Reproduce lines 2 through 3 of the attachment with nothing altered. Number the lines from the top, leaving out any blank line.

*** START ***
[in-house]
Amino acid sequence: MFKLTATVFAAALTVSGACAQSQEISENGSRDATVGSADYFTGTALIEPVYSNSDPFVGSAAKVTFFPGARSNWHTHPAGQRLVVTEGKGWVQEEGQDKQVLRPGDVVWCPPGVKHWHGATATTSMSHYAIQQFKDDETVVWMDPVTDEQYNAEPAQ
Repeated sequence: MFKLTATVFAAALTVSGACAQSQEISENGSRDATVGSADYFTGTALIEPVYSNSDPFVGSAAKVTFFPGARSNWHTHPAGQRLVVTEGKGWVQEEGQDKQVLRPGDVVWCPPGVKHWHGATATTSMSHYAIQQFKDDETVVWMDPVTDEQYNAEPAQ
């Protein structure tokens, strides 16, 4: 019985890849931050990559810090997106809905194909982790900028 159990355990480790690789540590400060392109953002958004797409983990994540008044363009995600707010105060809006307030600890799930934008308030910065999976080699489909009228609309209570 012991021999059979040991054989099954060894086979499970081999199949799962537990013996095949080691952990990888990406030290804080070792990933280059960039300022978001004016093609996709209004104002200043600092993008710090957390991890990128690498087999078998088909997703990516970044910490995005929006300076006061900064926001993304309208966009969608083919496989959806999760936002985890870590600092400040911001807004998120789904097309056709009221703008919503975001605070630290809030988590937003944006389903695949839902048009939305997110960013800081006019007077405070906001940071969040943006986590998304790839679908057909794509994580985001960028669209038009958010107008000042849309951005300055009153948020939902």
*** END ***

Amino acid sequence: MFKLTATVFAAALTVSGACAQSQEISENGSRDATVGSADYFTGTALIEPVYSNSDPFVGSAAKVTFFPGARSNWHTHPAGQRLVVTEGKGWVQEEGQDKQVLRPGDVVWCPPGVKHWHGATATTSMSHYAIQQFKDDETVVWMDPVTDEQYNAEPAQ
Repeated sequence: MFKLTATVFAAALTVSGACAQSQEISENGSRDATVGSADYFTGTALIEPVYSNSDPFVGSAAKVTFFPGARSNWHTHPAGQRLVVTEGKGWVQEEGQDKQVLRPGDVVWCPPGVKHWHGATATTSMSHYAIQQFKDDETVVWMDPVTDEQYNAEPAQ